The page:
In China, smartphone apps
have never felt more obsolete. WeChat, China’s most popular messaging app, hosts an overwhelming number of services inside itself: food delivery, ride-hailing, live streaming, and more. Now, China’s leading mobile payment app, Alipay, is trying to kill off apps
Like WeChat’s own instant apps, which launched in January, Alipay’s don’t require users to download anything. Instead, people scan a QR code to access them.
– run by Alibaba spin-off Ant Financial – opened up its mini programs system to developers at the end of August.
For WeChat, mini programs are a way to rope in the plethora of offline services and payment scenarios still outside the ever-expanding WeChat-verse. Bus stops and shops, for instance, can roll out their own mini programs, which can then tie into customer loyalty programs and marketing campaigns in WeChat.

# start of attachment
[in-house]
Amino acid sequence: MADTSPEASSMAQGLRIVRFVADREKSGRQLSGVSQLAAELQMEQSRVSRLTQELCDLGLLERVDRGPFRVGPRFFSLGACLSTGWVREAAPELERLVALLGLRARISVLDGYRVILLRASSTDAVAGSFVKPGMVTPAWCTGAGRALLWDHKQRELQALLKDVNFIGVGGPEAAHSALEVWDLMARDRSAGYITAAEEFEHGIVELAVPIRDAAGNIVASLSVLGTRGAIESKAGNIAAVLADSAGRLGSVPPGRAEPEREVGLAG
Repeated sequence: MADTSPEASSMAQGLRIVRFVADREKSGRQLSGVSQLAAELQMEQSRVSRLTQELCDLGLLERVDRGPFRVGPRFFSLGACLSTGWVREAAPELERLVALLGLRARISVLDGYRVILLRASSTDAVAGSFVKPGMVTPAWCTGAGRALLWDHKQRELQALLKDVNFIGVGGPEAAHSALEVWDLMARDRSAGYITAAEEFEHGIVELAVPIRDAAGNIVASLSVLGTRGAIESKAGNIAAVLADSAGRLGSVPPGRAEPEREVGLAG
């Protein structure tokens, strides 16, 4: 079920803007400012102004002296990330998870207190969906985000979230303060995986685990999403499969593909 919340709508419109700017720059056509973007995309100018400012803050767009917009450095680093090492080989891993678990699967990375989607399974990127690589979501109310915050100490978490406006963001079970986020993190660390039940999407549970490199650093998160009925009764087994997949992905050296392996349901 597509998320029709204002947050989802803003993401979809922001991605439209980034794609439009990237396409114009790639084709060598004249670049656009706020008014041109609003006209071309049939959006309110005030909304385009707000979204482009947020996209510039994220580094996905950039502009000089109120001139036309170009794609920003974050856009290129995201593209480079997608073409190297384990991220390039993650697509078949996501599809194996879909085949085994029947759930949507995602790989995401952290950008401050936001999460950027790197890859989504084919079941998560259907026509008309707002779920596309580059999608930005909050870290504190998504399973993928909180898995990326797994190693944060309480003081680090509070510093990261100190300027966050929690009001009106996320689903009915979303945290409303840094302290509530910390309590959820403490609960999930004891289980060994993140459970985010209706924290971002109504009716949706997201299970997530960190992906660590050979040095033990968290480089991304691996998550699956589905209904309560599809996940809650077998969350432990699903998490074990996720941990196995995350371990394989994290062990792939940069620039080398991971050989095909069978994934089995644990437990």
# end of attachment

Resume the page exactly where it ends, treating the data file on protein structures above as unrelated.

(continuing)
Alipay, which is locked in a fierce battle with WeChat
Pay, is now playing catch up with mini programs. According to research firm Analysys, Alipay
captured 53.7% of China’s mobile payment market in this year’s first quarter. Tencent’s equivalent was in second at 39.5%.
Like WeChat’s system, Alipay’s instant apps
will make it easier for more services to join the app’s ecosystem. Already, the app has services embedded inside its dashboard, such as car rentals. Mini programs could make it easier for more companies
and products to become part of Alipay
without bogging down the app with more icons and menus.
Though Alibaba’s mobile wallet app lacks the sticky social component of WeChat, it does offer a wider range of more developed financial products.
This is an excerpt from the article published on Tech In Asia. You can read the full article here